I’m delighted to have been invited to deliver a research seminar presentation as part of the Inventions of Text seminar series at Durham’s English department. You can find an abstract for my talk below, and the presentation will follow soon! Please do consider coming along, and see the website below for more details.
While feminist scholarship has explored the roles of wives, mothers, daughters, sisters and single women throughout large parts of history and up to the present day, the figure of the widow and her significance in British literature and culture remain significantly underexplored. The widow transgressed mid-Victorian gender and social norms, not least due to her ambiguous status as a woman who was more respectable than a spinster (because of her former status as wife), yet also sexually experienced, able to own her own property, unguarded by a male protector, and available for remarriage. In subsequent decades and, indeed, the subsequent century, the widow came to hold a long-lasting and often equally complex and contradictory position in British culture. She played a key role in the ritualization of mourning and in debates surrounding women’s property laws in the mid-nineteenth century; her image has been repeatedly utilised in campaigns for rational dress and women’s rights across the centuries; she became a prime object of psychoanalytic and psychiatric inquiry in the medicalization of grief in the early twentieth century; was a central image in war propaganda and in debates surrounding the development and perceived failures of the welfare state; and, in the 1960s and 1970s, amidst the Women’s Liberation Movement, widows became one of many groups of women who sought gender equality and organised themselves into political groups.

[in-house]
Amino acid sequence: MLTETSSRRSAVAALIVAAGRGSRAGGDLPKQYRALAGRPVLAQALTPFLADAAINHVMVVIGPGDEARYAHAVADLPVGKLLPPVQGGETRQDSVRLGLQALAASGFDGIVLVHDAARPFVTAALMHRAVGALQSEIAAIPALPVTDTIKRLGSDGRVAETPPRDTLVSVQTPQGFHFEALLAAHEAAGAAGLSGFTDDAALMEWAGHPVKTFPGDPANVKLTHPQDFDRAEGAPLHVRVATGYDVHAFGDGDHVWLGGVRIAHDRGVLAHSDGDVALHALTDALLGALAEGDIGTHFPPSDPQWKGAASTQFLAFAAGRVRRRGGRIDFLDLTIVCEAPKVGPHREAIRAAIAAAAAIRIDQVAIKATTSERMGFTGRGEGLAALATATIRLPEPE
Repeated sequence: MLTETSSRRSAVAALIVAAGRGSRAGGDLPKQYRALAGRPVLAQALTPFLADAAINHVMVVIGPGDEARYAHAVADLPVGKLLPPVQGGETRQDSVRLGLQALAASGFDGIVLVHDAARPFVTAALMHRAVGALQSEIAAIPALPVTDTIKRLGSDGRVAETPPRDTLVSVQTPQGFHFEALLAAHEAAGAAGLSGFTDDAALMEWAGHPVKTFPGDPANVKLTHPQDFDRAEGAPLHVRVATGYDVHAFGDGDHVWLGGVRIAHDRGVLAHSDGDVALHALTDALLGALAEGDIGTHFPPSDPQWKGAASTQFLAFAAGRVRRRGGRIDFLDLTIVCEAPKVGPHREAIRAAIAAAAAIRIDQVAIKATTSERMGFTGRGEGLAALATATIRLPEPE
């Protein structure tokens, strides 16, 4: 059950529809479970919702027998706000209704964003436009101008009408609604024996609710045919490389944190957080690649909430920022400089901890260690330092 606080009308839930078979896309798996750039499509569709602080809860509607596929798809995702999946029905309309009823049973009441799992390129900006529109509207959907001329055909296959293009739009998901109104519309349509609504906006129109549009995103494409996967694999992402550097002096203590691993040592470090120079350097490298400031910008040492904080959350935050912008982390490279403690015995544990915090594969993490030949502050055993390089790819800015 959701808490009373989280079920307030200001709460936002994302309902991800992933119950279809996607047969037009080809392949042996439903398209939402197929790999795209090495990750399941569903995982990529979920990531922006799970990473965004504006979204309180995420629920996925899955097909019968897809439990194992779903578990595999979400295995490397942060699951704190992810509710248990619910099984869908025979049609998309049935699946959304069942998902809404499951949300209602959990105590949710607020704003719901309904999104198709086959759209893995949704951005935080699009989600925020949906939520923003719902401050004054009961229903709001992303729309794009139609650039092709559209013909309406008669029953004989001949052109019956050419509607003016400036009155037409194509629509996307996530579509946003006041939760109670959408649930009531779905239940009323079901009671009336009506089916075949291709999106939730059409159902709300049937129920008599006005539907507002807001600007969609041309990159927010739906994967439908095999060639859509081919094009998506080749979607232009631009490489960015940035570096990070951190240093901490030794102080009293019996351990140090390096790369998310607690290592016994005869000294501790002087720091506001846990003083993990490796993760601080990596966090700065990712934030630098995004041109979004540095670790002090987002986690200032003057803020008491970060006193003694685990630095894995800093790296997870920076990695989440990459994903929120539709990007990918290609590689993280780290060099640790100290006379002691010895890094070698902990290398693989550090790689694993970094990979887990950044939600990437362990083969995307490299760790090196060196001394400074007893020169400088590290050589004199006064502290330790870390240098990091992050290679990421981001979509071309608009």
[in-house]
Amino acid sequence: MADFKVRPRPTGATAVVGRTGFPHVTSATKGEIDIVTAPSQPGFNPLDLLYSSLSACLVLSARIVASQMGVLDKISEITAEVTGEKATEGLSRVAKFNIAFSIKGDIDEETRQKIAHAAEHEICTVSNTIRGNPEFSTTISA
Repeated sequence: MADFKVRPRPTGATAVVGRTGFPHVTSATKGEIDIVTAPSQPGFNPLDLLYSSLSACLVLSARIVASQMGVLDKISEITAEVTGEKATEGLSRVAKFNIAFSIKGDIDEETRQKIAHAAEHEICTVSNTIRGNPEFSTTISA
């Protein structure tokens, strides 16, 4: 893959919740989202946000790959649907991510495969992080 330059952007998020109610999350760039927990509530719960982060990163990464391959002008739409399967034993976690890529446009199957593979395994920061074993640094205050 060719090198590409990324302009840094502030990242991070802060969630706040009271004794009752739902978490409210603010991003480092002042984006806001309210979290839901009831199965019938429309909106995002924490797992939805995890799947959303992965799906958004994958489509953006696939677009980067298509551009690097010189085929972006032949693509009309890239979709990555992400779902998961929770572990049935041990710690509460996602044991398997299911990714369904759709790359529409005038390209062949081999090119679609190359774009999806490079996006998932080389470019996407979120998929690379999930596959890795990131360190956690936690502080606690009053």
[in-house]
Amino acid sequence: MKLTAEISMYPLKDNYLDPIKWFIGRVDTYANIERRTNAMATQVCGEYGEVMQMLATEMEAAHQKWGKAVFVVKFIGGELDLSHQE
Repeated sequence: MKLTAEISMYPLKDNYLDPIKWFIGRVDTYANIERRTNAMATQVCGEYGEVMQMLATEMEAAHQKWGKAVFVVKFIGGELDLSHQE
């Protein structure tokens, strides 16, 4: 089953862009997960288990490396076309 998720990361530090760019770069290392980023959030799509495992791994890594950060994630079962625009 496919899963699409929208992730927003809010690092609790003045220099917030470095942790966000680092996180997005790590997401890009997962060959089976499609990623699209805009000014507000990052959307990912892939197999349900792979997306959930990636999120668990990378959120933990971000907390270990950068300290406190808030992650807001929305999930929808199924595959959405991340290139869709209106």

The widow’s sustained but changing role in British culture has been reflected and further illuminated through her representations in British literature and cultural texts during these periods, from Victorian comic songs and guides on mourning etiquette, to fin-de-siecle fiction, suffragette propaganda, inter-war women’s writing, and the post-war novels of the 1950s and 1960s. Yet, while the significance and history of rituals of grief and the economic and social contexts of widowhood in the nineteenth and early-twentieth centuries have received some attention by historians, to date no sustained effort has been made to trace the gendered concerns manifested in literary and cultural representations of the widow.
My research addresses this relative void in literary scholarship and social and cultural history. The talk will provide an interdisciplinary examination of the gendered representations and functions of the widow in British literature and culture, from the 1850s through to 1979, when British campaigns finally led to the abolition of the heavy taxation of widows’ pensions. Contextualising literary analysis within a wider set of cultural texts and discourses, including political campaigns and propaganda, medical and legal sources, religious pamphlets, and advertising, this talk gives an overview of how textual illustrations of the widow reflect, illuminate and engage with these contexts, as well as the gendered anxieties and issues the figure of the widow has come to represent in Britain since the nineteenth century.